Sport The richest 1% emit more than the poorest half of the population
In hard-hit Spain, the poor suffer even more from the pandemic
In hard-hit Spain, the poor suffer even more from the pandemicBARCELONA (Reuters) - Mohamed Chirif, a 45-year-old Algerian living in Barcelona, is afraid he might lose his job as a plumber if the coronavirus test he took this week turns out to be positive.
The observation is clear. According to a report by, the richest 1% in the world emit twice as many greenhouse gases as the poorest half of the population. The NGO calls for "social and climate justice", in particular by including this notion in the economic recovery plans of countries after the coronavirus. The period analyzed extends from 1990 to 2015. A period during which CO2 emissions increased by almost 60% worldwide, with an increase of more than 1 ° C.
According to Oxfam's analysis, "the richest 1% of the population (around 63 million people) alone were responsible for 15% of cumulative emissions", or "twice as much as the poorest half of the world's population ”. And the richest 10% of the world's population (about 630 million people) were responsible for 52% of cumulative CO2 emissions. “Over the past 20-30 years, the climate crisis has worsened and the limited global carbon budget has been squandered in the service of intensifying the consumption of a well-off population, not to lift people out of poverty », Denounces Oxfam.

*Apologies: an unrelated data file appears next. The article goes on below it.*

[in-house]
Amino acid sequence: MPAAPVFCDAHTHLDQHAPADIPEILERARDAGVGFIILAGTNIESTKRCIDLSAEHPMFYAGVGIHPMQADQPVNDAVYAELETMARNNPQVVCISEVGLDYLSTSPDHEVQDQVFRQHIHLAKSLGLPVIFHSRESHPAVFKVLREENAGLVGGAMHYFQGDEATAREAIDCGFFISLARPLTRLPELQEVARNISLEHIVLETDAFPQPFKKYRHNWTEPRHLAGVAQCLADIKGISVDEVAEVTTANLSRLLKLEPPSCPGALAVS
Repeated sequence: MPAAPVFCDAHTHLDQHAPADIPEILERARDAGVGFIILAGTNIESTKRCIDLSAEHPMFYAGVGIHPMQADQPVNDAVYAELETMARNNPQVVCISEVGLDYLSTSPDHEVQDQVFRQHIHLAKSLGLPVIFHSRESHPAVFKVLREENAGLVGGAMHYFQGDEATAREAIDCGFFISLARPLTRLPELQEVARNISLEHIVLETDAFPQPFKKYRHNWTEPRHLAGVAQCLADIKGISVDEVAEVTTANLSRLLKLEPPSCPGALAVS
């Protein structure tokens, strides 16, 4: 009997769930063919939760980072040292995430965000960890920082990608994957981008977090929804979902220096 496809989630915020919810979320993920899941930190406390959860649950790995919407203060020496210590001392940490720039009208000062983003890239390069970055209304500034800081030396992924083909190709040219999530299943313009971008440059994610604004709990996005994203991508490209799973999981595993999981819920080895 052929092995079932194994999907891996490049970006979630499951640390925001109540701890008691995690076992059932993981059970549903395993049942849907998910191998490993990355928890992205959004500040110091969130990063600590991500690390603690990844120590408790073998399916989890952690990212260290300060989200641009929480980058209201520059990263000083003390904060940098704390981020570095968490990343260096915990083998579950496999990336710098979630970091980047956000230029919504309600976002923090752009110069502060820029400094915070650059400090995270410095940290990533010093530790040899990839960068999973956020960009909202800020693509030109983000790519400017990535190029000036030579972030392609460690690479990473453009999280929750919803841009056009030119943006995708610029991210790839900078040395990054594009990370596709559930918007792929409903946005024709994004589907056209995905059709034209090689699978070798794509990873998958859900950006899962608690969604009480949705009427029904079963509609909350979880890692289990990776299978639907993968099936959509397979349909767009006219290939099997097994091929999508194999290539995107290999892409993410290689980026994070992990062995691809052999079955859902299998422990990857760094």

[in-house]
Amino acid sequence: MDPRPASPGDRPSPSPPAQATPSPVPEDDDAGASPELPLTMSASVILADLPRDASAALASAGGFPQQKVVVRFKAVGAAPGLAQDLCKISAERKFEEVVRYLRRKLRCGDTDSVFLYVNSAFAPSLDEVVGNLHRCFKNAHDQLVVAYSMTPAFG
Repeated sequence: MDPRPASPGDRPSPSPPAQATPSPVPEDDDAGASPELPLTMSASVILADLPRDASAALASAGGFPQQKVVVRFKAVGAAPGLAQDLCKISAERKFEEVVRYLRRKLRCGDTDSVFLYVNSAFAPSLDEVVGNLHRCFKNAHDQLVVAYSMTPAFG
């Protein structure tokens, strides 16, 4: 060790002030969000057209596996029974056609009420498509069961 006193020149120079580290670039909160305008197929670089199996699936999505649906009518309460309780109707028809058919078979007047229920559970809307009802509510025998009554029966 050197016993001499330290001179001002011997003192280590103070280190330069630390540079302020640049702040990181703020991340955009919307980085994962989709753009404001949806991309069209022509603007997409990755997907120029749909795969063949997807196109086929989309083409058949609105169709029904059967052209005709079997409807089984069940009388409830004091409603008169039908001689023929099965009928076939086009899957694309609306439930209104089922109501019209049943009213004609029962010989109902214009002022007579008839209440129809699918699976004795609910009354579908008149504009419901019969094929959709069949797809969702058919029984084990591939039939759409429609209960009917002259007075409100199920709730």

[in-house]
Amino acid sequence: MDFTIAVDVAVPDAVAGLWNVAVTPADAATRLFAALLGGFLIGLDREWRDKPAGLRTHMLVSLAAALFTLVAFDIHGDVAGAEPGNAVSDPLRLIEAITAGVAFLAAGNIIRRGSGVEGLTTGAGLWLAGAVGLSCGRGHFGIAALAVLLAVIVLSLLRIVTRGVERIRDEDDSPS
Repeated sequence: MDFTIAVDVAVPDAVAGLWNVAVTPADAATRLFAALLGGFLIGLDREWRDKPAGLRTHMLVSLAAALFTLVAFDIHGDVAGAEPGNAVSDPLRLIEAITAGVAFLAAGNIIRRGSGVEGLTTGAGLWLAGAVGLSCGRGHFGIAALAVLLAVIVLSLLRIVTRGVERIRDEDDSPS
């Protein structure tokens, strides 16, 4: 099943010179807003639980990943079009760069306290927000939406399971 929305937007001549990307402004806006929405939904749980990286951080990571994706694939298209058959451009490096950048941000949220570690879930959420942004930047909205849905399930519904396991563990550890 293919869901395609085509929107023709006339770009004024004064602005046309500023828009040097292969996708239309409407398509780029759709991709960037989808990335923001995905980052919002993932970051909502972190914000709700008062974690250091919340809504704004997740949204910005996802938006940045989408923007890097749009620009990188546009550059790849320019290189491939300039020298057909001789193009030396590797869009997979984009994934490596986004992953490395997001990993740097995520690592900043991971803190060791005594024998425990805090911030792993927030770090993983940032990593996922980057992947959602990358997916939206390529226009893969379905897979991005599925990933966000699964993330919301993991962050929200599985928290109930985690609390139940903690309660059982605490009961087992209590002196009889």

China uproots ethnic minority villages in anti-poverty fight
Under a portrait of President Xi Jinping, Ashibusha sits in her freshly painted living room cradling her infant daughter beside a chair labeled a “gift from the government.” The mother of three is among 6,600 members of the Yi ethnic minority who were moved out of 38 mountain villages in China’s southwest and into a newly built town in an anti-poverty initiative.
Read also"Reduce the CO2 emissions of the richest fringe of society"
And the groups which "suffer the most from this injustice are the least responsible for the climate crisis": the poorest and future generations, continues the NGO, calling on governments around the world to rectify the situation by placing social justice and the fight against the climate at the heart of post-Covid economic recovery plans. "It is clear that the very carbon-emitting and very unequal economic growth model of the last 20-30 years has not benefited the poorest half of humanity," denounced Tim Gore, NGO expert. .
"It is a fallacious dichotomy to suggest that we must choose between economic growth and the climate", he added. "The Covid-19 pandemic inevitably highlights the need to rebuild better and put the world economy on a fairer, more sustainable and more resilient path", reacted in the report the former secretary general of the. “This collective commitment must have as a priority to reduce the CO2 emissions of the richest fringe of society, which pollutes disproportionately. "
The five Week 5 games with the biggest impact on the College Football Playoff .
Week 5 has several significant games on the schedule. A look at the five that will have the biggest impact on the College Football Playoff.We should know a bit more after this weekend, however, as the heat gets turned up in the SEC, the No. 1 team returns to action, and the Big 12 favorites try to stay alive. Here are the five games with the most potential impact on the playoff picture.